Linking a product with the market power of Windows to another offering, like Azure, to gain leverage with customers, or making the product work less well with a rival’s service, can be an antitrust violation called tying, said Herbert Hovenkamp, an antitrust law professor at the University of Pennsylvania, who consulted on the U.S. states’ antitrust case against Microsoft in the late 1990s and early 2000s.

“Microsoft is playing with fire here to a certain extent,” Hovenkamp said.


The 2019 changes technically applied only to the largest cloud providers, but smaller, regional sellers like OVH say they are also facing higher prices when hosting Microsoft programs on their servers. In order to sell customers OVH’s cloud services to work with Microsoft’s programs, OVH said it must sign on to a Microsoft license agreement under which Microsoft “charges higher prices for must-have products,” according to a confidential summary of the OVH complaint viewed by Bloomberg. OVH said it’s also forced to agree to “onerous and abusive clauses,” like submitting to audits and providing Microsoft confidential information about users. In March, European regulators sent a questionnaire to Microsoft cloud rivals and partners that asked about some of the issues OVH raised, according to copies of the document seen by Bloomberg.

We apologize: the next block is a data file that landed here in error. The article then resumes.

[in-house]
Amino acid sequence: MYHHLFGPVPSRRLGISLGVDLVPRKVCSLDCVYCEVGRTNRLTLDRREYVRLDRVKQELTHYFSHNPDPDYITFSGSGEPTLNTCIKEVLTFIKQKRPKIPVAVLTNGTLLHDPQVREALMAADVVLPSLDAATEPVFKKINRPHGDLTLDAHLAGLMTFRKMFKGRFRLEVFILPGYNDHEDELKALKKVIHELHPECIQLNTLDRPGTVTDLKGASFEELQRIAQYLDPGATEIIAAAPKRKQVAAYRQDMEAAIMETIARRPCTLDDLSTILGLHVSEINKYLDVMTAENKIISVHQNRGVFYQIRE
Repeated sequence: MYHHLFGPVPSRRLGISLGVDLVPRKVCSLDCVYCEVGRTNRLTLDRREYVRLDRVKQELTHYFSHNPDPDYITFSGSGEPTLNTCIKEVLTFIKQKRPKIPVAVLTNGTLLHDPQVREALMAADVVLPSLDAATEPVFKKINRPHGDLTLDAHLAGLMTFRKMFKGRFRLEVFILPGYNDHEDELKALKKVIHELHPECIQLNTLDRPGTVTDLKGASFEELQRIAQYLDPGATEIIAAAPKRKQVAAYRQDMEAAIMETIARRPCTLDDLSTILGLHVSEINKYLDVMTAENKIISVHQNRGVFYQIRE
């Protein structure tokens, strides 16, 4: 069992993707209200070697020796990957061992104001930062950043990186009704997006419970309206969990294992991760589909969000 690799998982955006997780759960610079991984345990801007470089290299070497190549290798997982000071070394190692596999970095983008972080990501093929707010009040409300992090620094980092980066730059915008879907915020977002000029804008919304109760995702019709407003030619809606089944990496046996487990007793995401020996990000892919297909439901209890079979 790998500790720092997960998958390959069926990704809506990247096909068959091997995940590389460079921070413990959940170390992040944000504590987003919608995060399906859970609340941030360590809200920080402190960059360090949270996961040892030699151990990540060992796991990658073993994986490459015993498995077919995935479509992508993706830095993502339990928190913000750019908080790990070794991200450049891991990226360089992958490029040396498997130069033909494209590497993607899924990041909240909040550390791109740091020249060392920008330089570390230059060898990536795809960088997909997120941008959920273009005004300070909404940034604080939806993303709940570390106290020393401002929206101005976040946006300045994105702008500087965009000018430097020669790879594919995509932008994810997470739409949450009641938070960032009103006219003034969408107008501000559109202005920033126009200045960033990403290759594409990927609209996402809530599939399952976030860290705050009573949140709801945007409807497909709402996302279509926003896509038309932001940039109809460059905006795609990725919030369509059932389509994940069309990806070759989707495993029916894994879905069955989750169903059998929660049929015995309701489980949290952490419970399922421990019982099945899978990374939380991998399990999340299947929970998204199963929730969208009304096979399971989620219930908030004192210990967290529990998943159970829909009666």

In response to an inquiry about the licensing practices, Microsoft said it does offer discounts to existing customers who opt to run some of its programs in Azure, compared with the cost of using the same products with Amazon or Google — but it argues Google and Amazon could offer their own discounts to those customers to win their business. The company also said it does currently restrict using some versions of Office in Google, Amazon and Alibaba’s clouds.

The goal of these policies was not to put rivals at a disadvantage, Smith said, but there clearly have been some “unintended consequences.” In particular, Microsoft wants to speak with European cloud providers and address their concerns. “We should be especially sensitive to the unintended impact on European cloud providers. We’re very interested in connecting directly with them and really listening to and understanding better what their concerns are,” he said. Smith didn’t elaborate on what changes the company is considering.